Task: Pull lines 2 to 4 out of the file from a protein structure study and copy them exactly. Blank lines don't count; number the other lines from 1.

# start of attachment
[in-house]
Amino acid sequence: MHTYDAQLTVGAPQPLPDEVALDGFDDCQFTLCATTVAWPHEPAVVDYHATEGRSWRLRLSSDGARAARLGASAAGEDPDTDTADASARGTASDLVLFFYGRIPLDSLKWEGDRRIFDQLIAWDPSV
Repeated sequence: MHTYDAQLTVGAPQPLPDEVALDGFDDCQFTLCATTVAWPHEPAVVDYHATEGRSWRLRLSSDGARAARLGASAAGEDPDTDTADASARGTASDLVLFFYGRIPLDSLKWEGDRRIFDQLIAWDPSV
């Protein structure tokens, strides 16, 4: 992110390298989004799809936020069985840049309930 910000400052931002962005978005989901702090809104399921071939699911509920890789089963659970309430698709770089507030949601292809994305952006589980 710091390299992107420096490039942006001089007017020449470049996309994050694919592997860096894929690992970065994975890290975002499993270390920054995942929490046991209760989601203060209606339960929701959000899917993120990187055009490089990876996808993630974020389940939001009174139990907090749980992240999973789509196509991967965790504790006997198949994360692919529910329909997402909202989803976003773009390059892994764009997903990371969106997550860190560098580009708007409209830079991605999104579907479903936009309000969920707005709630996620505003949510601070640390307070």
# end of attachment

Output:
Amino acid sequence: MHTYDAQLTVGAPQPLPDEVALDGFDDCQFTLCATTVAWPHEPAVVDYHATEGRSWRLRLSSDGARAARLGASAAGEDPDTDTADASARGTASDLVLFFYGRIPLDSLKWEGDRRIFDQLIAWDPSV
Repeated sequence: MHTYDAQLTVGAPQPLPDEVALDGFDDCQFTLCATTVAWPHEPAVVDYHATEGRSWRLRLSSDGARAARLGASAAGEDPDTDTADASARGTASDLVLFFYGRIPLDSLKWEGDRRIFDQLIAWDPSV
């Protein structure tokens, strides 16, 4: 992110390298989004799809936020069985840049309930 910000400052931002962005978005989901702090809104399921071939699911509920890789089963659970309430698709770089507030949601292809994305952006589980 710091390299992107420096490039942006001089007017020449470049996309994050694919592997860096894929690992970065994975890290975002499993270390920054995942929490046991209760989601203060209606339960929701959000899917993120990187055009490089990876996808993630974020389940939001009174139990907090749980992240999973789509196509991967965790504790006997198949994360692919529910329909997402909202989803976003773009390059892994764009997903990371969106997550860190560098580009708007409209830079991605999104579907479903936009309000969920707005709630996620505003949510601070640390307070």